Around the world, the increased use of sensors — and the data insights they provide — is leading to better management of resources and increased efficiency. A recent article on Forbes.com highlights how IBM is creating smarter cities with sensor technology. The article also discusses how advanced application of sensors can be used to address any number of everyday urban challenges from finding a parking space to increasing access to critical information in the wake of a natural disaster.
Unfortunately, the widespread use of sensors can still be cost-prohibitive. Few organizations can afford to spend hundreds or thousands of dollars per sensor and companies need to be working hard on the idea of bringing the cost down to an affordable level. The key is to make it easier and cheaper for everyone to gain access to the sensor space.
Besides cost, there are two other barriers hampering the widespread adoption of sensors. The first is that much of the sensor industry is focused on the sensor base or the sensors themselves rather than combining all the components to present a complete solution. In many cases the end user or system integrator must put together different components, write the software and then embed it with the sensor hardware.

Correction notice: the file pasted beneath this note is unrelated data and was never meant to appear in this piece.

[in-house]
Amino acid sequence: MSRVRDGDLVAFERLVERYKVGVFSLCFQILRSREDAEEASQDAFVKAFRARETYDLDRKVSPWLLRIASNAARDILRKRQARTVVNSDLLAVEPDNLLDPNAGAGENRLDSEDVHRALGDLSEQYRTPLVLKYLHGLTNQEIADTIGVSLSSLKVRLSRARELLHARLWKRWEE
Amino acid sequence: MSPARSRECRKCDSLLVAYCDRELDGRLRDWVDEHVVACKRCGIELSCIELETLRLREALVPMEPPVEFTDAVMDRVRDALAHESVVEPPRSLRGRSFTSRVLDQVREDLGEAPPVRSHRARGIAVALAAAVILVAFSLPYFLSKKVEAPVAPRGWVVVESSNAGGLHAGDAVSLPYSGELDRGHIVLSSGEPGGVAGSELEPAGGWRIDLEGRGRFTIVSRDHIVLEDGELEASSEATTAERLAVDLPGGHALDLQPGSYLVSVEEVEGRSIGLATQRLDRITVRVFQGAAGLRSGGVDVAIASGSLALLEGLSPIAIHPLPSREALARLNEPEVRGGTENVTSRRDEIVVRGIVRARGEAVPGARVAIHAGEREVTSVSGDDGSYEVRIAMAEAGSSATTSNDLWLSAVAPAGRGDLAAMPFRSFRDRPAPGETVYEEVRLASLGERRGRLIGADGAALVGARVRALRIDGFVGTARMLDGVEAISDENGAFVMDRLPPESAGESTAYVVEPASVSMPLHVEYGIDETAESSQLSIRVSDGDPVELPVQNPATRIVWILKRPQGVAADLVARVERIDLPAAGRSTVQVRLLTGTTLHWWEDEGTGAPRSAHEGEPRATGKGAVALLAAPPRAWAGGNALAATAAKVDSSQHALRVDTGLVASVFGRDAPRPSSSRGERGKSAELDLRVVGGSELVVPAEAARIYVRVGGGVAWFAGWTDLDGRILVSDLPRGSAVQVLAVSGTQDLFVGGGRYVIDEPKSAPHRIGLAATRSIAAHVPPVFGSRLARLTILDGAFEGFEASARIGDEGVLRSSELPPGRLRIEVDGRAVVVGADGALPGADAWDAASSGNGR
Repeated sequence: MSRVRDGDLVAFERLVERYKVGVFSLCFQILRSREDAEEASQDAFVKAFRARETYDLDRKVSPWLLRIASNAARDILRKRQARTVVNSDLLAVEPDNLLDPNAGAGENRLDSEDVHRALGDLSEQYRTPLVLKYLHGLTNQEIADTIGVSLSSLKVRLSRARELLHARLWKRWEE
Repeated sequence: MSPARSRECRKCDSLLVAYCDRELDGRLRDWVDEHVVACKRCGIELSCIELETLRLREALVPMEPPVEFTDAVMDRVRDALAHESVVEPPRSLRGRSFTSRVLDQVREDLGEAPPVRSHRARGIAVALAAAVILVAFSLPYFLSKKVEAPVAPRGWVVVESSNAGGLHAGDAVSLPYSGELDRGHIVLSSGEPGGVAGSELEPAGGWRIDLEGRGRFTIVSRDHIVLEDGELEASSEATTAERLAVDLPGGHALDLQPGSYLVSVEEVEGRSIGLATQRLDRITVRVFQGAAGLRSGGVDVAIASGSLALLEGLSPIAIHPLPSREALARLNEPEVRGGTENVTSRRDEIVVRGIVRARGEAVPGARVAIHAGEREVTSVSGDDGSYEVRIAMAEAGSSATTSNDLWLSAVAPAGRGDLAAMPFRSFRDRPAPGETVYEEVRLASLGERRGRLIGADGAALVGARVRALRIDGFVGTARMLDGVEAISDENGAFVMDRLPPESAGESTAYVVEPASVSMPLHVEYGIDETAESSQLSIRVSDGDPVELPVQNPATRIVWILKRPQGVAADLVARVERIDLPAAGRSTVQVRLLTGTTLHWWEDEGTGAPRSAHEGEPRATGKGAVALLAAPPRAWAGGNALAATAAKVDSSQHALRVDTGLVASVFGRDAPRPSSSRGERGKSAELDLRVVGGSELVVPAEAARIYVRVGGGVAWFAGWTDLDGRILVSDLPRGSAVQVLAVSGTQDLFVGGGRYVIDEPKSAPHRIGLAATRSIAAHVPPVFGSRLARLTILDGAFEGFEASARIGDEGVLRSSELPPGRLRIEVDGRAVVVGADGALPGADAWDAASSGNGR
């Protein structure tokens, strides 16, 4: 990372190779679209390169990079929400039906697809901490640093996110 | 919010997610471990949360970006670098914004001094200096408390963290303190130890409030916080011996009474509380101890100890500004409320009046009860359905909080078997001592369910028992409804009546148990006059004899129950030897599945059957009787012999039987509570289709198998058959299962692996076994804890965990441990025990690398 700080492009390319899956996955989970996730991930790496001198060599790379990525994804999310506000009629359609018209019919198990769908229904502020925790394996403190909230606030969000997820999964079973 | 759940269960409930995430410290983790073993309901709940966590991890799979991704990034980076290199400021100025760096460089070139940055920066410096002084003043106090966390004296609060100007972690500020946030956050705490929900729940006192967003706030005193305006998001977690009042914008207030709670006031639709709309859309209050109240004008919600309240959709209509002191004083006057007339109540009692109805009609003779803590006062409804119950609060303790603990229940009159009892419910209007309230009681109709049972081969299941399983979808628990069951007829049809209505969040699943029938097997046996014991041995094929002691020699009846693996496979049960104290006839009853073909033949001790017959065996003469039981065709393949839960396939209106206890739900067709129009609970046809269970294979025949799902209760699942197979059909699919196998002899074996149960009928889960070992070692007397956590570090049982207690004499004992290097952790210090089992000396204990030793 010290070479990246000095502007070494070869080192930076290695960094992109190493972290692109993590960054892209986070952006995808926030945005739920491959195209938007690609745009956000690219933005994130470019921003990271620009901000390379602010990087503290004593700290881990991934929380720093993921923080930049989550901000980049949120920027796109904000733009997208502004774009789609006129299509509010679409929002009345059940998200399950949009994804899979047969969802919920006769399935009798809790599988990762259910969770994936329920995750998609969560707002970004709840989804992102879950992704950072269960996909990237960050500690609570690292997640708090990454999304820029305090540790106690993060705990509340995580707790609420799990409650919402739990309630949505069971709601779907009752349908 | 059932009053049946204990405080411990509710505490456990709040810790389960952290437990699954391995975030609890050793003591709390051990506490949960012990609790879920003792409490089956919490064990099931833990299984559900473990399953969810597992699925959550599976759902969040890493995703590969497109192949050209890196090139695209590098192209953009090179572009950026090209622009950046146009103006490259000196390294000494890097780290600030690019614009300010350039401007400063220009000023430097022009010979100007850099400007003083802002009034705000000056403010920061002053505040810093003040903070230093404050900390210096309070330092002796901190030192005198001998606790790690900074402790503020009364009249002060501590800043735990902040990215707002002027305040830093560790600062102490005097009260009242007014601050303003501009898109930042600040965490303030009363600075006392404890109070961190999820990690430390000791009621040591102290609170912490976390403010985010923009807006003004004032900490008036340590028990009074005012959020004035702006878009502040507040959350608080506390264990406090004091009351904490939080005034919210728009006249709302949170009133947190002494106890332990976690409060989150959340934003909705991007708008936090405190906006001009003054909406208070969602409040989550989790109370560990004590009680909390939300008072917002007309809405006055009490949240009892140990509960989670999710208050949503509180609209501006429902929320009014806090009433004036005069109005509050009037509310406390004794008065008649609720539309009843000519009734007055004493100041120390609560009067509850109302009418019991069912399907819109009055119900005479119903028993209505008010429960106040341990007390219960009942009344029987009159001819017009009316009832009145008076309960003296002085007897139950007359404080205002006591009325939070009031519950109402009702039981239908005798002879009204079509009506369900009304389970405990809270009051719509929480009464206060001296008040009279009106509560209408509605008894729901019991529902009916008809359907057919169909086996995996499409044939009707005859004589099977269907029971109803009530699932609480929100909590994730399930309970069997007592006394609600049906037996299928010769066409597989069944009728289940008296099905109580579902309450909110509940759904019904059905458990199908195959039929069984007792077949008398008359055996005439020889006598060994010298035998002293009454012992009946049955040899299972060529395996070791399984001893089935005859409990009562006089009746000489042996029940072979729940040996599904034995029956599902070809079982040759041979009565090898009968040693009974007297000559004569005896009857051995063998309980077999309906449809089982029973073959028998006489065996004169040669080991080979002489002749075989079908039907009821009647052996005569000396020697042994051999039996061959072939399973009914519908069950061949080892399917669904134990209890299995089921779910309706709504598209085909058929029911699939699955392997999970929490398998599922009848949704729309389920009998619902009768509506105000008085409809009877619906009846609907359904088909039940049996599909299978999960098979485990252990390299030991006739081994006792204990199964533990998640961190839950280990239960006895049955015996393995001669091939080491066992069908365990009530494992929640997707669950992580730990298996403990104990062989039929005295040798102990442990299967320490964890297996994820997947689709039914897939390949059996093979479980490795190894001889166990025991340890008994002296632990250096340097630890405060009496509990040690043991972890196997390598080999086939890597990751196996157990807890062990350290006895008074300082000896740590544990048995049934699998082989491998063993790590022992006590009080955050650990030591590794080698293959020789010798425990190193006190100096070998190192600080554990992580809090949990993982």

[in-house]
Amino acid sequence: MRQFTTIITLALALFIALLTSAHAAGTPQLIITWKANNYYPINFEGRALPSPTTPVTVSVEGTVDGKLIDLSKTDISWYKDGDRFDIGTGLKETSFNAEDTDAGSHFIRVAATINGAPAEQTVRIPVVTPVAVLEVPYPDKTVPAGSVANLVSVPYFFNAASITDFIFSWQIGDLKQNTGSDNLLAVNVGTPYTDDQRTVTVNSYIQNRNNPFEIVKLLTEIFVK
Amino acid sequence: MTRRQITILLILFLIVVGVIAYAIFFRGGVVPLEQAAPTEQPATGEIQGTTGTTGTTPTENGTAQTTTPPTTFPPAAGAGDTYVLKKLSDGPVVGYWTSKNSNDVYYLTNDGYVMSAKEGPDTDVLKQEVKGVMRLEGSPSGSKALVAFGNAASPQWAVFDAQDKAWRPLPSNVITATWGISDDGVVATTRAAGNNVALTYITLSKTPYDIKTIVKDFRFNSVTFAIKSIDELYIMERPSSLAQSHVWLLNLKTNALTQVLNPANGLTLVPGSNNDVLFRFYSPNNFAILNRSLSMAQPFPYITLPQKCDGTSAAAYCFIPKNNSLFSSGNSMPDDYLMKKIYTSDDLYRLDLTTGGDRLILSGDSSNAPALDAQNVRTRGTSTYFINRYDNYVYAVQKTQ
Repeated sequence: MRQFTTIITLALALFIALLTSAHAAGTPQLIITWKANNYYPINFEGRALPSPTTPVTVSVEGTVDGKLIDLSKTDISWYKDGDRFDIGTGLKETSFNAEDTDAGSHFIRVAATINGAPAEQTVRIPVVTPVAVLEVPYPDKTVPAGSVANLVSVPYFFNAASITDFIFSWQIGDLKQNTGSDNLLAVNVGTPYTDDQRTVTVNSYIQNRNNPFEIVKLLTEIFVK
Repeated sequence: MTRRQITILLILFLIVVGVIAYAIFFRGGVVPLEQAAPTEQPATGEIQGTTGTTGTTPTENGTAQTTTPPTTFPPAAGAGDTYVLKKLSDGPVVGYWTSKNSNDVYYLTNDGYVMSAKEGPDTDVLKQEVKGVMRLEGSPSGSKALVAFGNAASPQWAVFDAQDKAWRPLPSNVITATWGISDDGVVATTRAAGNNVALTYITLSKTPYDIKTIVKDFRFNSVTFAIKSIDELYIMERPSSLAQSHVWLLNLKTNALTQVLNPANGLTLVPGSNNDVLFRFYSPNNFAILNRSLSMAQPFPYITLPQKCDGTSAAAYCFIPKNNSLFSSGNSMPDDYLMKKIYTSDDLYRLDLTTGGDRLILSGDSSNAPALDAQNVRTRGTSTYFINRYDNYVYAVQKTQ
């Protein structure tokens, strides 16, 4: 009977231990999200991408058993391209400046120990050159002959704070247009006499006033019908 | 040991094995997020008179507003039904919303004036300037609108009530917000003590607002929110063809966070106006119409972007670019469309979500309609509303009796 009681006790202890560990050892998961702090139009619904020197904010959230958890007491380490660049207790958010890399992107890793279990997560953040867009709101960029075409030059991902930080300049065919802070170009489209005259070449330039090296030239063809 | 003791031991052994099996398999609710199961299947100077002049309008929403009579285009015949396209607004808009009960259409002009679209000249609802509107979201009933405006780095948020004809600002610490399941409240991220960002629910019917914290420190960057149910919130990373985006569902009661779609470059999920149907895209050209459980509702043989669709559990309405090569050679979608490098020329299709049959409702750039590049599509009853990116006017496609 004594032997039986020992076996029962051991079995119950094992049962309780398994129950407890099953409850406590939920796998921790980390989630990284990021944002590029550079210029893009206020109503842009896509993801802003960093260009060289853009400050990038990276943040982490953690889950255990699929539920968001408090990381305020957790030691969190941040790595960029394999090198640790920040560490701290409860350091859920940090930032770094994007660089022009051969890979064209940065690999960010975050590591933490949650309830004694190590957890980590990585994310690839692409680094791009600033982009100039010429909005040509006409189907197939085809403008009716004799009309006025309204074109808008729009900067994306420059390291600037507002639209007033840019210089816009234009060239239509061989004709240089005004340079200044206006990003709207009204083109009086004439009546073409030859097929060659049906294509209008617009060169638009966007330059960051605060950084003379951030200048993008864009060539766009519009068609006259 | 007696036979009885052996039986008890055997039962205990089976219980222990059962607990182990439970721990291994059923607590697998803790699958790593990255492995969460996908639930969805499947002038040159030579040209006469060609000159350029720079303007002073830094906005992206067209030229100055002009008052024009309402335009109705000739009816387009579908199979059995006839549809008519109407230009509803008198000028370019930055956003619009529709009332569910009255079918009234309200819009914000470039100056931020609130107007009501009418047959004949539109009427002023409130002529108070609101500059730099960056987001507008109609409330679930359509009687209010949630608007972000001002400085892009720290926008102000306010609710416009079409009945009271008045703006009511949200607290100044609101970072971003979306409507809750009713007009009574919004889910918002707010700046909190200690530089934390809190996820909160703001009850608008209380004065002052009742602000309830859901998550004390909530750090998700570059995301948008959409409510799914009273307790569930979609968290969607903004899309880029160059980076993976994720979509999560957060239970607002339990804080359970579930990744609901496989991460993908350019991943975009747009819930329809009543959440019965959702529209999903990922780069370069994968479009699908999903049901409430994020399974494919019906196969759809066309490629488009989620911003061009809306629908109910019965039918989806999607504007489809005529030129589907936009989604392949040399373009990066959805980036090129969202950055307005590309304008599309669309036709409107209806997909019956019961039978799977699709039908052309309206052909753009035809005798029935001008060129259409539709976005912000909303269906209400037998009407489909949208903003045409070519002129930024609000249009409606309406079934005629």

The second area of focus for many vendors is the big push for cloud-based data collection systems. However, many of these are generic APIs that work with any platform that is configured to use them. By themselves they are good ways to visualize your data, but not in the context of any real analysis or domain-specific expertise.
The reality is the end user needs both preconfigured hardware and cloud-based monitoring combined to serve a specific purpose. Users want sensors solutions that are easy to install and setup with clear instructions that explain what they’re capable of doing. They also need sensors that are easy to connect to other software and can integrate seamlessly with sensors from multiple vendors.
To be successful, organizations need to provide cheap, easy, and complete solutions that are broad enough to work with other systems. Sensors and the valuable insights they provide could be the key to smarter, more efficient cities and societies. It’s vital to develop integrated systems that are more affordable and readily available.
More info here.